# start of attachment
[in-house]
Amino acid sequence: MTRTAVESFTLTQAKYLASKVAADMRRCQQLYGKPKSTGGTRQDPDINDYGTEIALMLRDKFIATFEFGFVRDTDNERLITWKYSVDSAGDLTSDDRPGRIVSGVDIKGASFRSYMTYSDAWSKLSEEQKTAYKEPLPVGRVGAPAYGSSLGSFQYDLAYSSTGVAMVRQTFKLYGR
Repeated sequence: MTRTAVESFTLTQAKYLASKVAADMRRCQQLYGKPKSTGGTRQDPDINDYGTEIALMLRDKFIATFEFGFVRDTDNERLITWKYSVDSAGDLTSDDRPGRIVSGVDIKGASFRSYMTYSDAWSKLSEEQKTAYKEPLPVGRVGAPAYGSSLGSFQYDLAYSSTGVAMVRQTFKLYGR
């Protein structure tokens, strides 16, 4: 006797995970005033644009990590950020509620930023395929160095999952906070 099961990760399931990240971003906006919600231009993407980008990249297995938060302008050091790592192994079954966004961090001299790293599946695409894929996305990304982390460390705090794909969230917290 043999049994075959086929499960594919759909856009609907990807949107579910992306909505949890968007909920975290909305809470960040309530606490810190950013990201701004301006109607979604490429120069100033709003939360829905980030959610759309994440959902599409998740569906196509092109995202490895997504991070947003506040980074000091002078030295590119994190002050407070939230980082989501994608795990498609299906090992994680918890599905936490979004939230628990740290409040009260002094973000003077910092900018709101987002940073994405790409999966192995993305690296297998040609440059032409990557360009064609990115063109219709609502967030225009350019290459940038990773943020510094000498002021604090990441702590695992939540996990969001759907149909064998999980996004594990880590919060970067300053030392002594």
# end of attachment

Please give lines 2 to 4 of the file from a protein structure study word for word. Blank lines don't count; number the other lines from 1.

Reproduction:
Amino acid sequence: MTRTAVESFTLTQAKYLASKVAADMRRCQQLYGKPKSTGGTRQDPDINDYGTEIALMLRDKFIATFEFGFVRDTDNERLITWKYSVDSAGDLTSDDRPGRIVSGVDIKGASFRSYMTYSDAWSKLSEEQKTAYKEPLPVGRVGAPAYGSSLGSFQYDLAYSSTGVAMVRQTFKLYGR
Repeated sequence: MTRTAVESFTLTQAKYLASKVAADMRRCQQLYGKPKSTGGTRQDPDINDYGTEIALMLRDKFIATFEFGFVRDTDNERLITWKYSVDSAGDLTSDDRPGRIVSGVDIKGASFRSYMTYSDAWSKLSEEQKTAYKEPLPVGRVGAPAYGSSLGSFQYDLAYSSTGVAMVRQTFKLYGR
């Protein structure tokens, strides 16, 4: 006797995970005033644009990590950020509620930023395929160095999952906070 099961990760399931990240971003906006919600231009993407980008990249297995938060302008050091790592192994079954966004961090001299790293599946695409894929996305990304982390460390705090794909969230917290 043999049994075959086929499960594919759909856009609907990807949107579910992306909505949890968007909920975290909305809470960040309530606490810190950013990201701004301006109607979604490429120069100033709003939360829905980030959610759309994440959902599409998740569906196509092109995202490895997504991070947003506040980074000091002078030295590119994190002050407070939230980082989501994608795990498609299906090992994680918890599905936490979004939230628990740290409040009260002094973000003077910092900018709101987002940073994405790409999966192995993305690296297998040609440059032409990557360009064609990115063109219709609502967030225009350019290459940038990773943020510094000498002021604090990441702590695992939540996990969001759907149909064998999980996004594990880590919060970067300053030392002594």